Cladinin, Jean D. and Connelly, Michael F. Narrative Inquiry: Experienceand story in qualitative research. Jossey-Bass. San Francisco. 2000 In this resource, Cladinin and Connelly offer the researcher a detailed overview of Narrative Inquiry and how it is used within education and social science research. They offer strategies that the researcher can use when conducting this type of research and examples of narrative research is presented to further clarify the process of narrative inquiry.Cladinin, Jean D. Handbook of narrative inquiry: mapping a methodology.Sage Publications. Thousand Oaks. 2007 This resource provides the reader with detailed about narrative inquiry from a variety of perspectives. The reader is introduced to narrative inquiry from a historical context as well as examples of narrative inquiry taking place. A variety of contributors contribute to the chapters within this resource providing the reader with a wide range of perspectives in regard to narrative inquiry and how it is conducted.
Webster, L and Mertova, P. Using Narrative Inquiryas a research method: An Introduction to UsingCritical Event Narrative Analysis in Research inLearning and Teaching. Routeledge. New York .2007 This resource explains not only narrative research and provides examples of narrative research in practice, it also provides the reader with an explanation about how critical events can be examined using narrative research and as well as providing the reader with a framework for conducting narrative research.
Colorado State University:http://writing.colostate.edu/guides/research/observe/com3a2.cfm This website contains a brief overview of what narrative research is and how it is used. This is a website that can help define what this research process involves; although it is not as in depth a definition as is provided within the book resources provided above.Reilly T and Hawe. P. Reseraching Practice: The Methodological Case forNarrative Inquiry. 2004. http://her.oxfordjournals.org/content/20/2/226.full This resource summarizes a study conducted within the world of health promotion using narrative methods to gain an understanding about the aspects of practice within this field. The purpose of narrative methods are examined as well as the case study presented provides the reader with a case study that illustrates how these methods are used.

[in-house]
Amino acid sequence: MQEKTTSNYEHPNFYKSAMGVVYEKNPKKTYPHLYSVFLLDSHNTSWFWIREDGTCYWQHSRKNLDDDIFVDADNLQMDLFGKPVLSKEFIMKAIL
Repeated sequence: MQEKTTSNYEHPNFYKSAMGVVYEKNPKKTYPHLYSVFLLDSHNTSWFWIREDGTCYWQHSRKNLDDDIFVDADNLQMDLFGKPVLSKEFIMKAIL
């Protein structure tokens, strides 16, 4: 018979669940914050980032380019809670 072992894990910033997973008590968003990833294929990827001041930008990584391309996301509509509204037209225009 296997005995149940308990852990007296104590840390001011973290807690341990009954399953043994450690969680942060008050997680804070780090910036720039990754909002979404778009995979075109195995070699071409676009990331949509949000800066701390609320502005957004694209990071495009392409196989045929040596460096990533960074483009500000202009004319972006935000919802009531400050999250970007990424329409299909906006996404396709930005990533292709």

Heikkinen, H.L., Huttunen, R., Syrjala, L., Pesonen, J. (2012). Action research and narrative inquiry: fice principles for validation revisited. Educational Action Research, 20(1), 5-21. Lieblich, A., Tuval-Mashiach, Rivka, and Zilber, Tamar. (1998). Narrative Research: reading, analysis, and interpretation (Vol. 47). Thousand Oaks, California: Sage Publications. Lichtman, M. (2013). Qualitative research in education: a user’s guide (3rd edition). Thousand Oaks, California: Sage Publications. Moen Polkinghorne Donald E., Validity in Narrative Research - Qualitative Inquiry May 2007 vol. 13 no. 4 471-486. Riessman, 1993, p. 54 Spence, D. P. (1982). Narrative truth and historical truth. New York: Norton.